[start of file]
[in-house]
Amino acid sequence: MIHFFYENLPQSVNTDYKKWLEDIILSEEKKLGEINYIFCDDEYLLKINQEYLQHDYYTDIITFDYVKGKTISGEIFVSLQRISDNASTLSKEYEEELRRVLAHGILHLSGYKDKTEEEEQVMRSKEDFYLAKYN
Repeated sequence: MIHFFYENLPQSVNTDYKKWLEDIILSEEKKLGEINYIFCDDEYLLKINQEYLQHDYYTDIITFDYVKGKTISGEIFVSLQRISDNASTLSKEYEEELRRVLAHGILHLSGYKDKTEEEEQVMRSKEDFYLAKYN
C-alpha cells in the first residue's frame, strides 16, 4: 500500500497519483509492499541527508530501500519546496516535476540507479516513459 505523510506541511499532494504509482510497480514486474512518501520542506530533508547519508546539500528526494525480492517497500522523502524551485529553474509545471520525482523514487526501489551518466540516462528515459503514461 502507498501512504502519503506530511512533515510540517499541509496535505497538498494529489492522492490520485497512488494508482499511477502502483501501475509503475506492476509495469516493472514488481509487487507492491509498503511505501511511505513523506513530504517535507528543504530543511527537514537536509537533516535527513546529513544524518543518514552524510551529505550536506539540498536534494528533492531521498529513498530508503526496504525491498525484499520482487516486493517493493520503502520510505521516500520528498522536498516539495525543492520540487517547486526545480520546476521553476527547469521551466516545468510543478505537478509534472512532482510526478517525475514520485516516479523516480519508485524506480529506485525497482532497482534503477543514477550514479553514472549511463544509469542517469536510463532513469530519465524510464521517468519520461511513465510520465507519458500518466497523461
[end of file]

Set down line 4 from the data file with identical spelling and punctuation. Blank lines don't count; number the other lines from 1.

C-alpha cells in the first residue's frame, strides 16, 4: 500500500497519483509492499541527508530501500519546496516535476540507479516513459 505523510506541511499532494504509482510497480514486474512518501520542506530533508547519508546539500528526494525480492517497500522523502524551485529553474509545471520525482523514487526501489551518466540516462528515459503514461 502507498501512504502519503506530511512533515510540517499541509496535505497538498494529489492522492490520485497512488494508482499511477502502483501501475509503475506492476509495469516493472514488481509487487507492491509498503511505501511511505513523506513530504517535507528543504530543511527537514537536509537533516535527513546529513544524518543518514552524510551529505550536506539540498536534494528533492531521498529513498530508503526496504525491498525484499520482487516486493517493493520503502520510505521516500520528498522536498516539495525543492520540487517547486526545480520546476521553476527547469521551466516545468510543478505537478509534472512532482510526478517525475514520485516516479523516480519508485524506480529506485525497482532497482534503477543514477550514479553514472549511463544509469542517469536510463532513469530519465524510464521517468519520461511513465510520465507519458500518466497523461